Beginning January 21, 2020, Philadelphia International Airport (PHL) will implement a 45-day pilot of biometric screening technologies at three international gates to help U.S. Customs and Border Protection (CBP) process departing passengers. Biometric screening is designed to verify travelers’ identities by cross-checking facial scans with photos already on file with the federal government. CBP has been mandated by federal law to use biometric exit screenings for foreign nationals (excluding Canadian citizens who don’t require a visa to enter the U.S. and diplomatic and government visa holders).
“We are excited to welcome this new technology to the airport,” said PHL Airport CEO Chellie Cameron. “Working with our partners at CBP and our airlines will ensure our continued dedication to safety and security.” As a partner to CBP, PHL will install equipment to capture facial images of travelers exiting the U.S. CBP will install the system for travelers entering the country.
The test of three types of biometric systems, veriScan, NEC and SITA, will be conducted at gates A15, A16 and A17 for select outbound international flights on Qatar, British Airways, Lufthansa and American Airlines. As per CBP, “travelers who do not wish to participate in this facial comparison process may notify a CBP Officer or an airline or airport representative in order to seek an alternative means of verifying their identities and documents.” CBP discards all photos of U.S. citizens within 12 hours of identity verification.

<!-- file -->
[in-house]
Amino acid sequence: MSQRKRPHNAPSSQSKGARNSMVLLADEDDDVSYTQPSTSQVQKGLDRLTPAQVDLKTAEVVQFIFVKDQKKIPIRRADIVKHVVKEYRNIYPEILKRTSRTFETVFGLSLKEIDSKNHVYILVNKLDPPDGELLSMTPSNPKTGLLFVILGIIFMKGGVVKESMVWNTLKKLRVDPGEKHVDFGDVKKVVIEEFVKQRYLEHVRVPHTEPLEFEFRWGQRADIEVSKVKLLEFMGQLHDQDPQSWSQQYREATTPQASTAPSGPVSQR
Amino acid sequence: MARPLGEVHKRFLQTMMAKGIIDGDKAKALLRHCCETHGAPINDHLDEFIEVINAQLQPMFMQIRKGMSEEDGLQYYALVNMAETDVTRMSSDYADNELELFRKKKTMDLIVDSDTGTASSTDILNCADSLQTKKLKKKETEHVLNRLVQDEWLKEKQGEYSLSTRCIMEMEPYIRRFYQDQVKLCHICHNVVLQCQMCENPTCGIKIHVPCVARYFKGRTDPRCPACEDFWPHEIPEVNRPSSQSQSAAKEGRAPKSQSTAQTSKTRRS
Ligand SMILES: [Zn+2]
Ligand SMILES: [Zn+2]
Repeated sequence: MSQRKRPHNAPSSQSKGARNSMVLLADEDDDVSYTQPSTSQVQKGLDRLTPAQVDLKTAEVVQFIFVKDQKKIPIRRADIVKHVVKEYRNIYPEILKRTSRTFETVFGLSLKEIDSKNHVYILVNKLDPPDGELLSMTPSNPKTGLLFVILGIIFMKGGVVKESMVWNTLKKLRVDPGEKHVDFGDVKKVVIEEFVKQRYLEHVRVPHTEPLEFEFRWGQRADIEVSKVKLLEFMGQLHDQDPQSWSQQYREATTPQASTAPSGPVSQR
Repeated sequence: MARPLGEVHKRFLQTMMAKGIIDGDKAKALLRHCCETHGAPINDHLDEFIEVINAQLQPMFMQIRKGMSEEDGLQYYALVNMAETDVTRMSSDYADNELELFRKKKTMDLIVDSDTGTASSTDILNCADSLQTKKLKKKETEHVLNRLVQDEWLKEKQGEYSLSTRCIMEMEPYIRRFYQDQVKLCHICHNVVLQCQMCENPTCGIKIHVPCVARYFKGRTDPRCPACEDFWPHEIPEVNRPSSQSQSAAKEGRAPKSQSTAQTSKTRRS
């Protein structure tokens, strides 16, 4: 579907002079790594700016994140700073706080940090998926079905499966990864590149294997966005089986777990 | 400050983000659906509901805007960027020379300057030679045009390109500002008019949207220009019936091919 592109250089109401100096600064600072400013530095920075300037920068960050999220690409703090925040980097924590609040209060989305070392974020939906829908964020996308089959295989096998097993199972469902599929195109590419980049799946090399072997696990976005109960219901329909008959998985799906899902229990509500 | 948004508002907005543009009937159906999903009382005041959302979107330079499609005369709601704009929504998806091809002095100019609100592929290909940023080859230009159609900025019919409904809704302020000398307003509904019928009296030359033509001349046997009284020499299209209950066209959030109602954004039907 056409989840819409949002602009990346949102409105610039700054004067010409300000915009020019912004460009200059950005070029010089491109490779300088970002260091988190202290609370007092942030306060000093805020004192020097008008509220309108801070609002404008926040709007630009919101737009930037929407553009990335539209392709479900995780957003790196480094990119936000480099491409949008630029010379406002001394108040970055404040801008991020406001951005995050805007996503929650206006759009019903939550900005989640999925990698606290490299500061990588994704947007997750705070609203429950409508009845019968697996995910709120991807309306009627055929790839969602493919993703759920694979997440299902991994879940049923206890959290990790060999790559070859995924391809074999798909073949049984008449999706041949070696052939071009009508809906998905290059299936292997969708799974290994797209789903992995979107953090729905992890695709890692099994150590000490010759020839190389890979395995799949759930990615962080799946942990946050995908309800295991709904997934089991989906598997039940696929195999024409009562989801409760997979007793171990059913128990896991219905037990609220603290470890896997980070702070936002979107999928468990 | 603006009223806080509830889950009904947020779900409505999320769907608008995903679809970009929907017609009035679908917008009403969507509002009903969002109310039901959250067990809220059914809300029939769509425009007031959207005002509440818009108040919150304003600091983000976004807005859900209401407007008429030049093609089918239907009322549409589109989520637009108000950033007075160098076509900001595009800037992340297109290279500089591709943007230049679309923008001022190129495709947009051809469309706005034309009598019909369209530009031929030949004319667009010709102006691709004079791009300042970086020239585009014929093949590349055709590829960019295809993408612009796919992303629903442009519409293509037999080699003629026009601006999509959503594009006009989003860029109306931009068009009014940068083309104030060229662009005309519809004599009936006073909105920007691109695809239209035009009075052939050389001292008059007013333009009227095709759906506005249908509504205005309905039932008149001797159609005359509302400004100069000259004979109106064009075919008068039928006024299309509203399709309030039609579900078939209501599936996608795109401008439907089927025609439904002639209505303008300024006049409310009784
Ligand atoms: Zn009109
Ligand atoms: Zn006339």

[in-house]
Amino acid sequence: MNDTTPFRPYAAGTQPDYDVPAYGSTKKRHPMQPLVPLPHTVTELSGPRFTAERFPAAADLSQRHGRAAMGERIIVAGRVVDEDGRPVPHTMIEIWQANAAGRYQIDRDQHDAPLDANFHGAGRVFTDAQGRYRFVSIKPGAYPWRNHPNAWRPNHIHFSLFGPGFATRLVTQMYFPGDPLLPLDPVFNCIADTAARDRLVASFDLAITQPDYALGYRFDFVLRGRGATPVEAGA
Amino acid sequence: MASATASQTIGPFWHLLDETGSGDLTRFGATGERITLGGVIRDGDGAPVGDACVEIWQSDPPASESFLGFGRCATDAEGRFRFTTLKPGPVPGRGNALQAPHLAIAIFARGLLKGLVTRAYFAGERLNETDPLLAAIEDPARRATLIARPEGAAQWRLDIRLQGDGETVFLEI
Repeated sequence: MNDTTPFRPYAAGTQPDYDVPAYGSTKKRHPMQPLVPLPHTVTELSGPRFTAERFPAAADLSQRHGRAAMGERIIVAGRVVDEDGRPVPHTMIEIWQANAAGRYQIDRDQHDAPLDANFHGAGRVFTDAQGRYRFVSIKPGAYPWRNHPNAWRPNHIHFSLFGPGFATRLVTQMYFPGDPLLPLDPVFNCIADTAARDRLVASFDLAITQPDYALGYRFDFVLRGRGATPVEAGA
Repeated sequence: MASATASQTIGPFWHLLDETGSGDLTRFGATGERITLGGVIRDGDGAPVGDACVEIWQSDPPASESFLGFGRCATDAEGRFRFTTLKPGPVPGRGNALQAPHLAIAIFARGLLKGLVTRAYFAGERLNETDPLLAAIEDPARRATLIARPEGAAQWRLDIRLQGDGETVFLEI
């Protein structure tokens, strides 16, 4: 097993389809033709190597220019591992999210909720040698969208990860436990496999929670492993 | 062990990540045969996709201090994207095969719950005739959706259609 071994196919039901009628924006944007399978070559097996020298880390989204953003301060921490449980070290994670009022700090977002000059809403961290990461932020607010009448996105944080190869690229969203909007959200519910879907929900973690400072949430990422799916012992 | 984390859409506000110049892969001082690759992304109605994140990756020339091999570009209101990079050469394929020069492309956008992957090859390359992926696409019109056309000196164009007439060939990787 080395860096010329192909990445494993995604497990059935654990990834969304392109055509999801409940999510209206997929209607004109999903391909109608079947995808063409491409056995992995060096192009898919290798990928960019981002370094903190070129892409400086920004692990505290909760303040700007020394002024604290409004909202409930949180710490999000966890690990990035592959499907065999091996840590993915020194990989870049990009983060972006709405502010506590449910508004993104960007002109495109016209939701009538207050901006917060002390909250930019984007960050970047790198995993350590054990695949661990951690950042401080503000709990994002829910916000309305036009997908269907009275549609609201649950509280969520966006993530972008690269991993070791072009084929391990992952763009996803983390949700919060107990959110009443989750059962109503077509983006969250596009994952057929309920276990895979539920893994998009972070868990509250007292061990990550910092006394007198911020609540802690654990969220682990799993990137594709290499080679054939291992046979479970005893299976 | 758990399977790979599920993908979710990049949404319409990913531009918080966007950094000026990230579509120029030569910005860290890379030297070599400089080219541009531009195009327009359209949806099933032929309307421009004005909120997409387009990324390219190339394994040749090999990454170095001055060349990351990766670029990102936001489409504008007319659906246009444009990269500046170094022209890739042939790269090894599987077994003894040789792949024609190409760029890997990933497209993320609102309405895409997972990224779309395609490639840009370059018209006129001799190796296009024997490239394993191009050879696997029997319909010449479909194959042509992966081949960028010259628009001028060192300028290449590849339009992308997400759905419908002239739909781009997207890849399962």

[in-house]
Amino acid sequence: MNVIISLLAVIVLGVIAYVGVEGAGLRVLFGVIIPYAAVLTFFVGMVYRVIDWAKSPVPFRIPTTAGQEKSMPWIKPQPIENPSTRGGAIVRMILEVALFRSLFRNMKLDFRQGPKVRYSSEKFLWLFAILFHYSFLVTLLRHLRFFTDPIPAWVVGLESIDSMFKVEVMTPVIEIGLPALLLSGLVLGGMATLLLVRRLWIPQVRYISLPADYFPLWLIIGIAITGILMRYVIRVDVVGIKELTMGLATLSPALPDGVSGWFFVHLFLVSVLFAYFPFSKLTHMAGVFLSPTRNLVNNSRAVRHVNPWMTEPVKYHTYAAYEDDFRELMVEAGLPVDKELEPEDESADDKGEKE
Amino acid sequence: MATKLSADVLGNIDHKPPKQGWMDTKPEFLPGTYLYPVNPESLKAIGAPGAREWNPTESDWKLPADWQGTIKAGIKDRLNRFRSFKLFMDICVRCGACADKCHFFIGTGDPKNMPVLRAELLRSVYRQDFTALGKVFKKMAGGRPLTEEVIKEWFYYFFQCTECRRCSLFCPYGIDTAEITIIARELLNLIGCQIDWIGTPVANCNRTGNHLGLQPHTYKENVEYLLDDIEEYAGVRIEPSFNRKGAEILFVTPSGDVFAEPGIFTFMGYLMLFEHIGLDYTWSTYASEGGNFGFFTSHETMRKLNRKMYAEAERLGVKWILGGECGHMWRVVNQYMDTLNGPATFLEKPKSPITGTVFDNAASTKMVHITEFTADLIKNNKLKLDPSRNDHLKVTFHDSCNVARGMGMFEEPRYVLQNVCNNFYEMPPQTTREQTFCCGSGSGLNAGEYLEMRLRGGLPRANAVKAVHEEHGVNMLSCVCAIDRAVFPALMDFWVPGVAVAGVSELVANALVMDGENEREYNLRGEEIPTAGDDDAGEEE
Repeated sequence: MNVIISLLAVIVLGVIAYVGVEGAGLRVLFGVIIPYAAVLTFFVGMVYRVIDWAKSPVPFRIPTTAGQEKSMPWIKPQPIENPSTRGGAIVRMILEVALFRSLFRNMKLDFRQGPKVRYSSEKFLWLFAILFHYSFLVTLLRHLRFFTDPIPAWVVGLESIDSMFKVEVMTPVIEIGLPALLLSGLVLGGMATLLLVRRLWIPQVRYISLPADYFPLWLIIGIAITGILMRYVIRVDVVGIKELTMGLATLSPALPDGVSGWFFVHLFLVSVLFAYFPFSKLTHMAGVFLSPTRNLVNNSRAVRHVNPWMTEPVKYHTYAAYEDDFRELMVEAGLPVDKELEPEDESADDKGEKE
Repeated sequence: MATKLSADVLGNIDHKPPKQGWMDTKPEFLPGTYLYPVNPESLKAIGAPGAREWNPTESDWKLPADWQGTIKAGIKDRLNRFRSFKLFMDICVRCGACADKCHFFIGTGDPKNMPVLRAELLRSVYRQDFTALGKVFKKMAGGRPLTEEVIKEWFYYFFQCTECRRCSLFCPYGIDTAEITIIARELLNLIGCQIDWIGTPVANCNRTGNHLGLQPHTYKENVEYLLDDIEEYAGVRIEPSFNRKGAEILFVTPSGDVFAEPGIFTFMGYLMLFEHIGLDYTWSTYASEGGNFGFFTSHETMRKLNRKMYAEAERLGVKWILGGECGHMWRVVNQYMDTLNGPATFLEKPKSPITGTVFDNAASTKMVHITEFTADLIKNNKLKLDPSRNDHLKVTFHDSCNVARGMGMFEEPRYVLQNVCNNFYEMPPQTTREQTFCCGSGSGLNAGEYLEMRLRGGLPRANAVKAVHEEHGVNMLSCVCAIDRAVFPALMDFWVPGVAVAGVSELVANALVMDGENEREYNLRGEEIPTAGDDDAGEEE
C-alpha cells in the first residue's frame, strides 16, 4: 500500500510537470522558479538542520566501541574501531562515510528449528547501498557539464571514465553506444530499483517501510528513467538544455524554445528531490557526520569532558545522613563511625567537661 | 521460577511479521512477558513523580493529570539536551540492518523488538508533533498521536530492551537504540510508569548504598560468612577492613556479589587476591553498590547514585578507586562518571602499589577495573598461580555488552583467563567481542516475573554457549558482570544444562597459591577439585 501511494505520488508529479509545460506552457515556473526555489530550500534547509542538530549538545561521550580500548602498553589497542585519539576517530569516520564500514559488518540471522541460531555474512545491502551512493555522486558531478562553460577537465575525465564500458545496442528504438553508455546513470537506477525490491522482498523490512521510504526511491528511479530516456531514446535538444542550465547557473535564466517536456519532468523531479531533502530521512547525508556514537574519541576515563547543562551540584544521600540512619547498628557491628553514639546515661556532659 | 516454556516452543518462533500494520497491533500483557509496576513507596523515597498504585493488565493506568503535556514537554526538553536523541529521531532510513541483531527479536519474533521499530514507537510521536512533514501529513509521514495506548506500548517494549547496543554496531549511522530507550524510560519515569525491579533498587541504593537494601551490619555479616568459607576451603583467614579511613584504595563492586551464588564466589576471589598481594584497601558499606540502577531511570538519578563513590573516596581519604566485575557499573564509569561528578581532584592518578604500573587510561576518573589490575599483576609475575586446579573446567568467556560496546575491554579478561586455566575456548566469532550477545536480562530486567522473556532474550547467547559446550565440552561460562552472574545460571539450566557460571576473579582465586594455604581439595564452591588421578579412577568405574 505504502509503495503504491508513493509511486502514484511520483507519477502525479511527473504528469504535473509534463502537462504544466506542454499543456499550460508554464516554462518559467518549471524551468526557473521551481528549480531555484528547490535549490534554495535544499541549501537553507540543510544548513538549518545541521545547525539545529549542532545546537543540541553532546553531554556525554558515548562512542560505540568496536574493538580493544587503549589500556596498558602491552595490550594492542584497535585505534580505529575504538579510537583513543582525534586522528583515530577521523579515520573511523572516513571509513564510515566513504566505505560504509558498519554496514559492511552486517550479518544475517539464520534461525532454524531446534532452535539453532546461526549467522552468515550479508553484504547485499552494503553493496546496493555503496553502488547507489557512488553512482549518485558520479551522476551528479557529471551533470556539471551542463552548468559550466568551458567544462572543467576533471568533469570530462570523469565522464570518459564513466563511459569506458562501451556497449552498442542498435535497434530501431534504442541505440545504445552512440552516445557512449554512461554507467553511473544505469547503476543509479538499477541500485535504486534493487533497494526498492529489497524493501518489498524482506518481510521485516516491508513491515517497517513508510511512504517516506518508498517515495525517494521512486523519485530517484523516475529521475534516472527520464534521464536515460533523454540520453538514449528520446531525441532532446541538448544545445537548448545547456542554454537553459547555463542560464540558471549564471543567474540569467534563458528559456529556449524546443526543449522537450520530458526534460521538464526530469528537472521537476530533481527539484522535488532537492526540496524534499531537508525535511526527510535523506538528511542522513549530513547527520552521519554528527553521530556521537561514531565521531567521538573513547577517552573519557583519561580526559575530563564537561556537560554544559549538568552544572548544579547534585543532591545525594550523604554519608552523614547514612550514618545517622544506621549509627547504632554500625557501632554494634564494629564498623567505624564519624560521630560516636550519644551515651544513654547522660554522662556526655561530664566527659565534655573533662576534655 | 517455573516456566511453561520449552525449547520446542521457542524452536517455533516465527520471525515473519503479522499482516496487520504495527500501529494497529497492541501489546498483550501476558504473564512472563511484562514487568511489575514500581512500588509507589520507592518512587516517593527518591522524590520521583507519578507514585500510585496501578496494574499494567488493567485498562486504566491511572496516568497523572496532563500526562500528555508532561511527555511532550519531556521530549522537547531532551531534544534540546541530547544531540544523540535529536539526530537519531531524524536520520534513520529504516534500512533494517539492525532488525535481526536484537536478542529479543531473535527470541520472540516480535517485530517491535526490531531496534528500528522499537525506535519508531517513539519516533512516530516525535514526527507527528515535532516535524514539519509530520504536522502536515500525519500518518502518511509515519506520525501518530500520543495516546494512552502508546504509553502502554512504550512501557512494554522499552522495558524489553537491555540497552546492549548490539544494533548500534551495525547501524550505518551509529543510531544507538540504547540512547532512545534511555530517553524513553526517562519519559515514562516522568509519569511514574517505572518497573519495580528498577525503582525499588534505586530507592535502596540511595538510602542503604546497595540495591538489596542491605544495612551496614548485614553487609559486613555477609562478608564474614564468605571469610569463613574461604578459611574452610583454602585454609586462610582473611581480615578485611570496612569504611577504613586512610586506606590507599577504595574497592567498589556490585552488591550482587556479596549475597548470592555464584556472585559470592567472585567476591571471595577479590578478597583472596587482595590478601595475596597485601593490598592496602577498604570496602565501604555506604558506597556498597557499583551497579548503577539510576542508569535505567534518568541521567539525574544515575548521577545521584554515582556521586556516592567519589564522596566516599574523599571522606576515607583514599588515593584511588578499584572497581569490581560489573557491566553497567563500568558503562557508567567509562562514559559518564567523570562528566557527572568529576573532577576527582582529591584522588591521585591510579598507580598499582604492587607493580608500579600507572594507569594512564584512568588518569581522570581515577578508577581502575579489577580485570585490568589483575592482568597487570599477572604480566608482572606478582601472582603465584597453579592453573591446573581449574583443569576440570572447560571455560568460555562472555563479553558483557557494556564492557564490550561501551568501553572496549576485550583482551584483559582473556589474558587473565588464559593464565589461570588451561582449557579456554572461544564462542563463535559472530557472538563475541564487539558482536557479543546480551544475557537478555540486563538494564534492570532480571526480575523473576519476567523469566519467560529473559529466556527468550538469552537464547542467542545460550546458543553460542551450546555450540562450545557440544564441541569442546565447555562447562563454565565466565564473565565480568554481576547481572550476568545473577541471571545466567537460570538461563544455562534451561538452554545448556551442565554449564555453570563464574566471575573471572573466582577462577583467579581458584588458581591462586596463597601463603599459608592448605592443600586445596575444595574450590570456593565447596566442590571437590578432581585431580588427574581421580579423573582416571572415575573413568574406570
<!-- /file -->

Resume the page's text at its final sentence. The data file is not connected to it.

The pilot program includes a device like an iPad or tablet, mounted on boarding gate kiosks. As a passenger walks towards the biometric scanner, the facial recognition device will scan their face and compare it to a database. If the face matches, the machine will clear the passenger.
PHL’s biometric exit technologies pilot will also include the first-ever test of digital instruction signs. The Synectecmedia ReadySeeGo digital signage totems will display multimedia, bilingual content to create passenger awareness of the biometric cameras and provide instructions for their use. The bilingual digital signs are expected to increase effectiveness and engagement during the screening process by facilitating passenger flow and decreasing the need for gate agents to use the passenger address system.
After the pilot program is complete, an analysis will be conducted through May 1 to determine which technology performed best. Full implementation could take up to one year.